Princess Juliana International Airport. This airport on the Dutch side is the larger airport on the island and one of the Caribbean's busiest.

The runway was very short, but has been extended and the terminal rebuilt in 2006. Planes land and take off unusually close overhead to sunbathers at Maho Beach.

Maho Beach itself is a tourist draw for die-hard aviation enthusiasts for this reason, and the airport is something of a holy grail for them. You don't want your hotel too near. There were over 1.6 million visitors that came through Princess Juliana Airport in 2005.

It is not only a beautiful airport, but a very busy airport, especially on the weekends when many timeshare owners are coming and going.
The other airport is near Grand Case to the north, and primarily serves inter-island flights, commercial and private.

When leaving St. Martin by plane, travellers pay an exit tax at the Phillipsburg airport. Travellers departing on international flights pay USD36. Exempt are passengers flying with certain airlines, transit passengers and children under two.

This tax is included in some airfares but for others travellers must pay at the airport. The exit tax to the other Netherlands Antilles Islands such as Saba and St. Eustatius is only USD10. The exit tax does not apply to in transit travellers.

Last year, over 1.3 million people visited the island by cruise ship, landing mostly in Philipsburg on what used to be the Dutch side.

Since 2005 they've used an extended pier built by a 3-year project. Four cruise ships can visit at once.

As of July 2010, they finished construction of a second nearby pier catering to next-generation mega-cruise ships.

Dredging continues next to the piers, to assure enough depth for those ships. This generates huge piles of sand on shore, being used to build Philipsburg's infrastructure.

Very-occasionally, ships moor or anchor off-shore.

Those ships make the city of Philipsburg the busiest city on the island. In high season, you may see 6 or so ships, offloading perhaps 18,000 or more passengers.

In low season, one occasional ship is more common. You can find usually-accurate schedules for this and many ports and dates online.

The main cruise docks for Philipsburg are approximately a one mile walk to the east end of Front Street leading into the main shopping area. However, a short walk from the cruise ship docks you'll find:

A fleet of taxis and cars/guides for hire.

A water taxi service continuously running boats in a round-robin route to Philipsburg in either order, to a dock near the east end of Front Street and another opposite the courthouse on Front Street center, before returning to the cruise ship area.

Both stops offer ready access to a large beach and Front Street shopping. Several boats run while multiple cruise ships are there.
You can buy single-trip wristbands at modest cost, or wrist-bands for unlimited travel all day for slightly more.

You'll see long lines when many cruise ships are docked, but the number of water taxis employed rises to meet demand, so you'll rarely have a long wait.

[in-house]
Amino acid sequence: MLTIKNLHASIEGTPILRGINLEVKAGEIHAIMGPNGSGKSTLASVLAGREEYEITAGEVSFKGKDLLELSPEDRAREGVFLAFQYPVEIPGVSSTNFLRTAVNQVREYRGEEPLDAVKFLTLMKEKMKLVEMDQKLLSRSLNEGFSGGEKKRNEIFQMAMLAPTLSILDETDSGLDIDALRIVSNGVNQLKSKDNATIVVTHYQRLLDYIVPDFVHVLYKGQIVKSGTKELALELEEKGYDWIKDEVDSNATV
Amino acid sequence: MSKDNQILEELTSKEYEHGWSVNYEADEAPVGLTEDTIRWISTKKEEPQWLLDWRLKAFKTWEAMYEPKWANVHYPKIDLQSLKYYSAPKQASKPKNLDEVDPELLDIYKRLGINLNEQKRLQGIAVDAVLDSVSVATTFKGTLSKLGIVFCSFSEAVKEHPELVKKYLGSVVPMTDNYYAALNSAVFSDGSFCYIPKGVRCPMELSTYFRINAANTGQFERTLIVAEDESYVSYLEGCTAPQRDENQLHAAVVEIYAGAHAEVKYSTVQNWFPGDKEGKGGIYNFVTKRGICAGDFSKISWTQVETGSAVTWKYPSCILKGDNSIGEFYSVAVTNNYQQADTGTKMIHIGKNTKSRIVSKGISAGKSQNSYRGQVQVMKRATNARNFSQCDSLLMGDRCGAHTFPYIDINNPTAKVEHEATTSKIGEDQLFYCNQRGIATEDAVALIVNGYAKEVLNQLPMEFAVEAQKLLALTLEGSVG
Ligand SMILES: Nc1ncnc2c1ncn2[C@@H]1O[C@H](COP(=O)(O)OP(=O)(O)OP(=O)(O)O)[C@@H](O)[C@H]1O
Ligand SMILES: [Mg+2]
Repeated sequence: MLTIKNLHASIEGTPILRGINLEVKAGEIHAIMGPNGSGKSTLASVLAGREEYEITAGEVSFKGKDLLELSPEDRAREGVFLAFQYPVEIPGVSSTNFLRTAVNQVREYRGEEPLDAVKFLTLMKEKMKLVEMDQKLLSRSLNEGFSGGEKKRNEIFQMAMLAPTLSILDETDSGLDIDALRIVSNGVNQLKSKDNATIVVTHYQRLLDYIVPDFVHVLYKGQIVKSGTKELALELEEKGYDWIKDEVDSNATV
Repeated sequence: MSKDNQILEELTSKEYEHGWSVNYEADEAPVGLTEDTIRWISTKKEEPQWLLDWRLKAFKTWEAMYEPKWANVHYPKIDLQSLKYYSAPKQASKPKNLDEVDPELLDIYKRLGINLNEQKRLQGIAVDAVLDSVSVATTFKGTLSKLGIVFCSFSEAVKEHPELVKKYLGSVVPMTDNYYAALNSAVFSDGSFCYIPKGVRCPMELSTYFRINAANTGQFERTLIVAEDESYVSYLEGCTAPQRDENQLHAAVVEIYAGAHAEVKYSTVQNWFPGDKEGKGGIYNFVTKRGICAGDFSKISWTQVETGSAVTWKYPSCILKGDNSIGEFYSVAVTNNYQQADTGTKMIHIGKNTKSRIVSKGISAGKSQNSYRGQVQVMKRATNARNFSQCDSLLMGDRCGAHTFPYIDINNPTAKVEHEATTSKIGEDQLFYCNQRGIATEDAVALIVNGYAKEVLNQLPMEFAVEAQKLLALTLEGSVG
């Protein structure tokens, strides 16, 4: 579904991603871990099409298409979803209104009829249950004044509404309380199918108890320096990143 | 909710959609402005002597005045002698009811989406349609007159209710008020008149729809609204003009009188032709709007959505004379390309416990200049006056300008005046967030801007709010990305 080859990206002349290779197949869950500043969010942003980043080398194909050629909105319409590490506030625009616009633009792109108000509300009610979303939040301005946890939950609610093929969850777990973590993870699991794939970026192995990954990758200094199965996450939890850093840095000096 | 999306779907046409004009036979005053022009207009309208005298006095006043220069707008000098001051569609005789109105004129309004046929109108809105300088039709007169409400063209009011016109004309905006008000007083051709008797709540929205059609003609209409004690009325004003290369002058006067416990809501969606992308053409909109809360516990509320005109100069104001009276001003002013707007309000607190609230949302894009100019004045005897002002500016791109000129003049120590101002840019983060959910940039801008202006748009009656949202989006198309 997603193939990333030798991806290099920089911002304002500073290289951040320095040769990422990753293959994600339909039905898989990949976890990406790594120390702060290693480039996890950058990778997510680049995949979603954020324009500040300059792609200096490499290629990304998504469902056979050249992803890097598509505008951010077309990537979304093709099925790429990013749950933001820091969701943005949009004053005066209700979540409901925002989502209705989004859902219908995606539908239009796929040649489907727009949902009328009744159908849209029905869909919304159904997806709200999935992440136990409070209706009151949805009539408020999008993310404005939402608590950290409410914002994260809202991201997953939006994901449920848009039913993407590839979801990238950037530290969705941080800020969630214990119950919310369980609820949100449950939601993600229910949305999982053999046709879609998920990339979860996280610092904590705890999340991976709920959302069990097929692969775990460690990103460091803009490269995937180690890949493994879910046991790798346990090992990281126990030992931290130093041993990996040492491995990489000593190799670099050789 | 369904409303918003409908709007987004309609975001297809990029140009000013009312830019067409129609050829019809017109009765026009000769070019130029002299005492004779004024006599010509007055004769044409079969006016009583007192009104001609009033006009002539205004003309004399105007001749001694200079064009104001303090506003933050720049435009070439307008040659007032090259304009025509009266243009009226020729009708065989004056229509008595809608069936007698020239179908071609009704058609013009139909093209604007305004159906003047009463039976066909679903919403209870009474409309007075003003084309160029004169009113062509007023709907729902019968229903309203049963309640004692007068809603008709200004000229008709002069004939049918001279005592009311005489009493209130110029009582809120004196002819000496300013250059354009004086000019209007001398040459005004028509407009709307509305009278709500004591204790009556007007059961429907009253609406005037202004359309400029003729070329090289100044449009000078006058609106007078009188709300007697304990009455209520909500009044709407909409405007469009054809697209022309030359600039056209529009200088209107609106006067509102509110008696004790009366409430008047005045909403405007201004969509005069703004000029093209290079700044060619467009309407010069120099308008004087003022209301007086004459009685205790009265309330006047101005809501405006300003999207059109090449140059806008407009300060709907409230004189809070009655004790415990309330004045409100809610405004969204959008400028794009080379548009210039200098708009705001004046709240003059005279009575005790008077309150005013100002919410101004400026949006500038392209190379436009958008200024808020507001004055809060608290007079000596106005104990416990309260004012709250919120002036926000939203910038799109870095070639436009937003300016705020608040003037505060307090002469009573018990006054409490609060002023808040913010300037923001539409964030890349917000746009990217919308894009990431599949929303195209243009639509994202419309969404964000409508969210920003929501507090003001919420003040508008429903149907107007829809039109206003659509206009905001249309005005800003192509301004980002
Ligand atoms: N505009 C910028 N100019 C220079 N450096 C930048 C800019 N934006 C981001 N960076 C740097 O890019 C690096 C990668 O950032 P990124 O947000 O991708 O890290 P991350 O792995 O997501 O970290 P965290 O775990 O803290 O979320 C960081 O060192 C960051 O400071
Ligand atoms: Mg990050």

Marigot port on the French side is limited to hosting one small-sized cruise ship at a time, but is also served by attractive marinas supporting many yachts of all sizes. Most inter-island ferry service also arrives/departs at Marigot.

Rental cars are available at Princess Juliana International Airport at a dedicated area outside of the airport. You'll find a wide collection of rental car companies such as Leisure Car Rental, Safari Car Rentals, Avis, Budget, Hertz, Unity Cars, EasyTerra, and E-Z Rent-A-Car available at the airport.

The roads are narrow, sometimes quite bad on both sides of the island, and often very crowded between Philipsburg and Marigot.

At least one car hire/rental operator, Rhino Car Hire insists that its cars can only be used on the Dutch side. This seems nuts, but when questioned they confirm it.

Since several operators include a standard phrase such as - All cross-border travel disallowed - it's worth getting a specific ruling from the operator before parting with any money.

Motorcycles, quads and scooters are also available for rent, however it is advisable that you have some experience on these vehicles before venturing into St. Maarten's sometimes very hectic traffic.

Traffic on the island moves on the right-hand-side of the road. Expect a lot of scooters and motorcycles to speed around you on both sides of the road. This can be startling to drivers not used to two wheeled traffic as it can create a dangerous situation.

If you stay in your lane and don't waver you can trust most of the time that the cyclists will pass you safely. It's better to just let them pass you at a steady pace then try and slow down or pull to the side.

Right-of-way is more of a suggestion; people will generally use their horns to let you know they're in proximity to you. It can be jarring, but as long as you don't make any knee-jerk moves, you should be fine.

The prevalence of road signs is often very sketchy, and when they can be found they are in English on the Dutch side and in French on the French side. Speed limits are in kilometres per hour (km/h) on both sides.

Once you reach Philipsburg, Marigot or Grand Case, you can get around nicely on foot. The distances in each are not long. Take some care in Philipsburg and Marigot with heavy traffic, narrow, sometimes missing pavements, and the midday sun.